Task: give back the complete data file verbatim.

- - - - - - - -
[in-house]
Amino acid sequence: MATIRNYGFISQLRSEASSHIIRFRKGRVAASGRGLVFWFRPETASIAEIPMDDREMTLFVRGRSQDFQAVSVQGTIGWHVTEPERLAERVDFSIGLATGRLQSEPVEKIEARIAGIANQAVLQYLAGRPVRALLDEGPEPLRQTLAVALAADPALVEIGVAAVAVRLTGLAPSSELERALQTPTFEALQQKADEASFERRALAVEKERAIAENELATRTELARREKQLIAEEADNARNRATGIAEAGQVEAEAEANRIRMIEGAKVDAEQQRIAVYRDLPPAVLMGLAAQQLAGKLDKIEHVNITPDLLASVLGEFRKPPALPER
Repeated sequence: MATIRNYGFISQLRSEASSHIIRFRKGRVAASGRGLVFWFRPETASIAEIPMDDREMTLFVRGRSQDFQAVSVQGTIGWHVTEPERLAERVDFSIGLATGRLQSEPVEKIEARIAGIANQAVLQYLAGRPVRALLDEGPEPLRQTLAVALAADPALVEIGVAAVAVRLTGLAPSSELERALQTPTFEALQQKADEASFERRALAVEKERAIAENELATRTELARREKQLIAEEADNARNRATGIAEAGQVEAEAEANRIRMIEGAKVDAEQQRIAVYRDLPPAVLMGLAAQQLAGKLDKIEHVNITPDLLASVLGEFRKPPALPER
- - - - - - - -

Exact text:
[in-house]
Amino acid sequence: MATIRNYGFISQLRSEASSHIIRFRKGRVAASGRGLVFWFRPETASIAEIPMDDREMTLFVRGRSQDFQAVSVQGTIGWHVTEPERLAERVDFSIGLATGRLQSEPVEKIEARIAGIANQAVLQYLAGRPVRALLDEGPEPLRQTLAVALAADPALVEIGVAAVAVRLTGLAPSSELERALQTPTFEALQQKADEASFERRALAVEKERAIAENELATRTELARREKQLIAEEADNARNRATGIAEAGQVEAEAEANRIRMIEGAKVDAEQQRIAVYRDLPPAVLMGLAAQQLAGKLDKIEHVNITPDLLASVLGEFRKPPALPER
Repeated sequence: MATIRNYGFISQLRSEASSHIIRFRKGRVAASGRGLVFWFRPETASIAEIPMDDREMTLFVRGRSQDFQAVSVQGTIGWHVTEPERLAERVDFSIGLATGRLQSEPVEKIEARIAGIANQAVLQYLAGRPVRALLDEGPEPLRQTLAVALAADPALVEIGVAAVAVRLTGLAPSSELERALQTPTFEALQQKADEASFERRALAVEKERAIAENELATRTELARREKQLIAEEADNARNRATGIAEAGQVEAEAEANRIRMIEGAKVDAEQQRIAVYRDLPPAVLMGLAAQQLAGKLDKIEHVNITPDLLASVLGEFRKPPALPER